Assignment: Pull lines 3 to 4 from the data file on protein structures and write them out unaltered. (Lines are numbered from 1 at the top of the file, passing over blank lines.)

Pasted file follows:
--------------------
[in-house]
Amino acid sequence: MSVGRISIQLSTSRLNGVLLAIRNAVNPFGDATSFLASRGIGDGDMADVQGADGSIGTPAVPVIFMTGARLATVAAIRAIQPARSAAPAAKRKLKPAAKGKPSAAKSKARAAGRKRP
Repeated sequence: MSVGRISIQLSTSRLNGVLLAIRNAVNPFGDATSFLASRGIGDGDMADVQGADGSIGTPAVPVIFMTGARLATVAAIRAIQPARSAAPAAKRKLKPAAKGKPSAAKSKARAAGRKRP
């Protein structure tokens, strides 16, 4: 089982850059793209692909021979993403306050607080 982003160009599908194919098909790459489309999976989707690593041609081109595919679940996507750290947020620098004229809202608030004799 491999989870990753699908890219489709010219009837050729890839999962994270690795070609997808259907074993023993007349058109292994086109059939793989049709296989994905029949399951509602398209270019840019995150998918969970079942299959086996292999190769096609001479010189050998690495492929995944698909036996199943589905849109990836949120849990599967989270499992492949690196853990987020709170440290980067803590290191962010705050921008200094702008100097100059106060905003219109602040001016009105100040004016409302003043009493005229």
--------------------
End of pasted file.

Repeated sequence: MSVGRISIQLSTSRLNGVLLAIRNAVNPFGDATSFLASRGIGDGDMADVQGADGSIGTPAVPVIFMTGARLATVAAIRAIQPARSAAPAAKRKLKPAAKGKPSAAKSKARAAGRKRP
């Protein structure tokens, strides 16, 4: 089982850059793209692909021979993403306050607080 982003160009599908194919098909790459489309999976989707690593041609081109595919679940996507750290947020620098004229809202608030004799 491999989870990753699908890219489709010219009837050729890839999962994270690795070609997808259907074993023993007349058109292994086109059939793989049709296989994905029949399951509602398209270019840019995150998918969970079942299959086996292999190769096609001479010189050998690495492929995944698909036996199943589905849109990836949120849990599967989270499992492949690196853990987020709170440290980067803590290191962010705050921008200094702008100097100059106060905003219109602040001016009105100040004016409302003043009493005229």